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Title: Assessing Inhalation Exposures Associated with Contamination Events in Water Distribution Systems

When a water distribution system (WDS) is contaminated, short-term inhalation exposures to airborne contaminants could occur as the result of domestic water use. The most important domestic sources of such exposures are likely to be showering and the use of aerosol-producing humidifiers, i.e., ultrasonic and impeller (cool-mist) units. A framework is presented for assessing the potential effects of short-term, system-wide inhalation exposures that could result from such activities during a contamination event. This framework utilizes available statistical models for showering frequency and duration, available exposure models for showering and humidifier use, and experimental results on both aerosol generation and the volatilization of chemicals during showering. New models for the times when showering occurs are developed using time-use data for the United States. Given a lack of similar models for how humidifiers are used, or the information needed to develop them, an analysis of the sensitivity of results to assumptions concerning humidifier use is presented. The framework is applied using network models for three actual WDSs. Simple models are developed for estimating upper bounds on the potential effects of system-wide inhalation exposures associated with showering and humidifier use. From a system-wide, population perspective, showering could result in significant inhalation doses ofmore » volatile chemical contaminants, and humidifier use could result in significant inhalation doses of microbial contaminants during a contamination event. From a system-wide perspective, showering is unlikely to be associated with significant doses of microbial contaminants. In conclusion, given the potential importance of humidifiers as a source of airborne contaminants during a contamination event, an improved understanding of the nature of humidifier use is warranted.« less
Authors:
 [1] ;  [2] ;  [3]
  1. Argonne National Lab. (ANL), Argonne, IL (United States). Environmental Science Division
  2. US Environmental Protection Agency (EPA), Cincinnati, OH (United States). National Homeland Security Research Center
  3. Argonne National Lab. (ANL), Argonne, IL (United States). Global Security Sciences Division
Publication Date:
Grant/Contract Number:
AC02-06CH11357
Type:
Accepted Manuscript
Journal Name:
PLoS ONE
Additional Journal Information:
Journal Volume: 11; Journal Issue: 12; Journal ID: ISSN 1932-6203
Publisher:
Public Library of Science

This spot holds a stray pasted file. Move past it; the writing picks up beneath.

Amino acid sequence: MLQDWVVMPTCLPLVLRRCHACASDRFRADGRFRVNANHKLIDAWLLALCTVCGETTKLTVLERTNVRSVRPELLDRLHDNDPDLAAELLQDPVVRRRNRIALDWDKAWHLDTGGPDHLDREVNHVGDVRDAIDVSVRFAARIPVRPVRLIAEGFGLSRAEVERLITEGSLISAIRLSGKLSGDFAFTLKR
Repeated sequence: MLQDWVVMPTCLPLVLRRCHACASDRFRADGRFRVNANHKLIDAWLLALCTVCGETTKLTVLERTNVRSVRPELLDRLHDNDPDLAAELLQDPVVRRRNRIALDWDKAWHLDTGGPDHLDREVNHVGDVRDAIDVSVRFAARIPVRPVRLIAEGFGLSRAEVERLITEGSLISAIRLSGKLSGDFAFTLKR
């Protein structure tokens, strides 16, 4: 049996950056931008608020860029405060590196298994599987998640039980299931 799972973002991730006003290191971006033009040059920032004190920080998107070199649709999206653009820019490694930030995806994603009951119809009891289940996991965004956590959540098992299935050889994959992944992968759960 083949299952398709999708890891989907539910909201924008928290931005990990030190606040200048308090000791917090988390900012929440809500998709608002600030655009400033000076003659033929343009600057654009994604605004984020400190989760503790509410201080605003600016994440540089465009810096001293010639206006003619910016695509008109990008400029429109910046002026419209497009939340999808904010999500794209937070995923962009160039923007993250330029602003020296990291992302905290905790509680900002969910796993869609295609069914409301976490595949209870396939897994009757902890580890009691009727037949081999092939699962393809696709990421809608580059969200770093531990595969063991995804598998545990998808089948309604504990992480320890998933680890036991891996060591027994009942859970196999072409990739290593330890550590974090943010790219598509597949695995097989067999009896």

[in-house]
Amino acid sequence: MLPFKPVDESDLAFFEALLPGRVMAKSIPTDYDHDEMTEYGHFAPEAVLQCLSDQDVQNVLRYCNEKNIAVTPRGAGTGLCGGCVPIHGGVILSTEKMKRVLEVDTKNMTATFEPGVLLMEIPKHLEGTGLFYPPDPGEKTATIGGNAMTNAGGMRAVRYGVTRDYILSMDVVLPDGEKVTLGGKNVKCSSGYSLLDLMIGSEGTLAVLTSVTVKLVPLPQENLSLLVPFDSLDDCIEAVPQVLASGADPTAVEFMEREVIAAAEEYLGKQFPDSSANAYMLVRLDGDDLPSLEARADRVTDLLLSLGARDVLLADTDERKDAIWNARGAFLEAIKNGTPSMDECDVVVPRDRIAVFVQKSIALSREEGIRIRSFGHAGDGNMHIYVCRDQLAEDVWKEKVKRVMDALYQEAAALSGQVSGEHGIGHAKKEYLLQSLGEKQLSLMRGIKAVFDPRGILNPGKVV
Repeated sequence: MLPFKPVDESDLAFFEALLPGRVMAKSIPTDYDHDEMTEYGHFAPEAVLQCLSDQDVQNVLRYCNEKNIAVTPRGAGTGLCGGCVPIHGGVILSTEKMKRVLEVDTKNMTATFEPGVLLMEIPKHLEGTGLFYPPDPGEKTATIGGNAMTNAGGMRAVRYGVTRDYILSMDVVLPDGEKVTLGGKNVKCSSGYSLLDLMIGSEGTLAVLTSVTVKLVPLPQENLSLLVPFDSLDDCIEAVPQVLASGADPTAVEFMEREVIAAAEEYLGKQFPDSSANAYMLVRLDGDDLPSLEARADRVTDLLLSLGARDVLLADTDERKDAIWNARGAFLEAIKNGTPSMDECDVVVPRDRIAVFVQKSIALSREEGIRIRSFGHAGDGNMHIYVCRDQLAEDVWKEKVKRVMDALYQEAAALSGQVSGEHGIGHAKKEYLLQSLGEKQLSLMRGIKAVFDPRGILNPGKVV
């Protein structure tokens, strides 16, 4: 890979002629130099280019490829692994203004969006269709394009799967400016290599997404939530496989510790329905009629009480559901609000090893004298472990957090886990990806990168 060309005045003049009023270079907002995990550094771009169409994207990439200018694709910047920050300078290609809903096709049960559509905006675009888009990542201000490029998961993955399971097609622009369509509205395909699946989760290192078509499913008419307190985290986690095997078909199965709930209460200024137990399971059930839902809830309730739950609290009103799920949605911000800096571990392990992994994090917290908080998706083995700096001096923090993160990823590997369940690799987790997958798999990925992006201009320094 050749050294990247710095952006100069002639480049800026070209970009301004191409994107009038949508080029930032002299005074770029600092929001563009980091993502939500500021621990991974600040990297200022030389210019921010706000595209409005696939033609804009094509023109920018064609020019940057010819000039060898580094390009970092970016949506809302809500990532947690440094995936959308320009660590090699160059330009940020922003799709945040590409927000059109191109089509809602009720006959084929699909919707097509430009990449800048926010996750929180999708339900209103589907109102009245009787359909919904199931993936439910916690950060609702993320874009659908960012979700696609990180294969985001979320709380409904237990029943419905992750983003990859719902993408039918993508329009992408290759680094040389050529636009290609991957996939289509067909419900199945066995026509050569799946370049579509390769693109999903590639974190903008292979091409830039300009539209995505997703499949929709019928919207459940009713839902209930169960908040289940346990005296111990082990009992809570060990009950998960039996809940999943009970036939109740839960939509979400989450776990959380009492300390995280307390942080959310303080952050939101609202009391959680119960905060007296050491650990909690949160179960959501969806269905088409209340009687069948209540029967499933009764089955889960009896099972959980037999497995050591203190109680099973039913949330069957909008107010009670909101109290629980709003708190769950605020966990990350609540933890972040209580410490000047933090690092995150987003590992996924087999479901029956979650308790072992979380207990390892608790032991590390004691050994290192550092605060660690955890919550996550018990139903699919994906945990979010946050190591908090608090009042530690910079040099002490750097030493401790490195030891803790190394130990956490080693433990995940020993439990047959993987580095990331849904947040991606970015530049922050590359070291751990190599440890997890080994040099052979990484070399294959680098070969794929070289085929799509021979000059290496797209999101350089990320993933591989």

Research Org:
Argonne National Lab. (ANL), Argonne, IL (United States)
Sponsoring Org:
USDOE; USEPA
Country of Publication:
United States
Language:
English
Subject:
54 ENVIRONMENTAL SCIENCES
OSTI Identifier:
1336237

Davis, Michael J., Janke, Robert, and Taxon, Thomas N.. Assessing Inhalation Exposures Associated with Contamination Events in Water Distribution Systems. United States: N. p., Web. doi:10.1371/journal.pone.0168051.
Davis, Michael J., Janke, Robert, & Taxon, Thomas N.. Assessing Inhalation Exposures Associated with Contamination Events in Water Distribution Systems. United States. doi:10.1371/journal.pone.0168051.
Davis, Michael J., Janke, Robert, and Taxon, Thomas N.. 2016. "Assessing Inhalation Exposures Associated with Contamination Events in Water Distribution Systems". United States. doi:10.1371/journal.pone.0168051. https://www.osti.gov/servlets/purl/1336237.
@article{osti_1336237,
title = {Assessing Inhalation Exposures Associated with Contamination Events in Water Distribution Systems},
author = {Davis, Michael J. and Janke, Robert and Taxon, Thomas N.},
abstractNote = {When a water distribution system (WDS) is contaminated, short-term inhalation exposures to airborne contaminants could occur as the result of domestic water use. The most important domestic sources of such exposures are likely to be showering and the use of aerosol-producing humidifiers, i.e., ultrasonic and impeller (cool-mist) units. A framework is presented for assessing the potential effects of short-term, system-wide inhalation exposures that could result from such activities during a contamination event. This framework utilizes available statistical models for showering frequency and duration, available exposure models for showering and humidifier use, and experimental results on both aerosol generation and the volatilization of chemicals during showering. New models for the times when showering occurs are developed using time-use data for the United States. Given a lack of similar models for how humidifiers are used, or the information needed to develop them, an analysis of the sensitivity of results to assumptions concerning humidifier use is presented. The framework is applied using network models for three actual WDSs. Simple models are developed for estimating upper bounds on the potential effects of system-wide inhalation exposures associated with showering and humidifier use. From a system-wide, population perspective, showering could result in significant inhalation doses of volatile chemical contaminants, and humidifier use could result in significant inhalation doses of microbial contaminants during a contamination event. From a system-wide perspective, showering is unlikely to be associated with significant doses of microbial contaminants. In conclusion, given the potential importance of humidifiers as a source of airborne contaminants during a contamination event, an improved understanding of the nature of humidifier use is warranted.},
doi = {10.1371/journal.pone.0168051},
journal = {PLoS ONE},
number = 12,
volume = 11,
place = {United States},
year = {2016},
month = {12}
}